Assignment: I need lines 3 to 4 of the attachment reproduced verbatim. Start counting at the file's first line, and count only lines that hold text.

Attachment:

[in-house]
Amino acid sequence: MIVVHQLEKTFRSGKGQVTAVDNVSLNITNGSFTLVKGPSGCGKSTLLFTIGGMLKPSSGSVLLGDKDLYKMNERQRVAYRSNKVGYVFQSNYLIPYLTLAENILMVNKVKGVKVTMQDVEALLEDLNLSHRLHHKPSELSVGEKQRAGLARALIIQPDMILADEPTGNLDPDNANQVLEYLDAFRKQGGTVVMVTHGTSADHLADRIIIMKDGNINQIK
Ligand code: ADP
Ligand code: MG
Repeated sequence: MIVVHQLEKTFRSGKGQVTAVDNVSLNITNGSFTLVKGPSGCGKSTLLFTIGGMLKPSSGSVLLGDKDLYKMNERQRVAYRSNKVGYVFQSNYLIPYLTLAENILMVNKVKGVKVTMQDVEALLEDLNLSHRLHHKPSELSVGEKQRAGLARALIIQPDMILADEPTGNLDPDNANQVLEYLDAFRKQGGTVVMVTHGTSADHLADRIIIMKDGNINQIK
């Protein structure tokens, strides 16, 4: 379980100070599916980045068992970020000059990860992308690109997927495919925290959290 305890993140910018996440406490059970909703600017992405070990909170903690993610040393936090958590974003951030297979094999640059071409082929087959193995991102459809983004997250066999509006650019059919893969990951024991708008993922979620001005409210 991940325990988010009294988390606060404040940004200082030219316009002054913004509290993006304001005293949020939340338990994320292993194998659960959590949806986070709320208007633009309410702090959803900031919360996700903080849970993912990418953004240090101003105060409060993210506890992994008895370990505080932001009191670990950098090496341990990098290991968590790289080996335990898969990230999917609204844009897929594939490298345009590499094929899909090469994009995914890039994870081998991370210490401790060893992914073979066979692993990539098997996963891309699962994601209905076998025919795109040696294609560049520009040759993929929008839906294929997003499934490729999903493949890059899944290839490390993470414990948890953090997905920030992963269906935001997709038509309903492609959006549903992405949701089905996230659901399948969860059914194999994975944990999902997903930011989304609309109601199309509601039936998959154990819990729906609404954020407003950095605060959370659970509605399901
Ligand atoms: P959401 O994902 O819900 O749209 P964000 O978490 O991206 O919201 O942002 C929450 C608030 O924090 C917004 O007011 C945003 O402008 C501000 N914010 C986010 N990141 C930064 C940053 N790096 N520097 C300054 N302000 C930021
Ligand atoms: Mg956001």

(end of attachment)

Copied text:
Ligand code: ADP
Ligand code: MG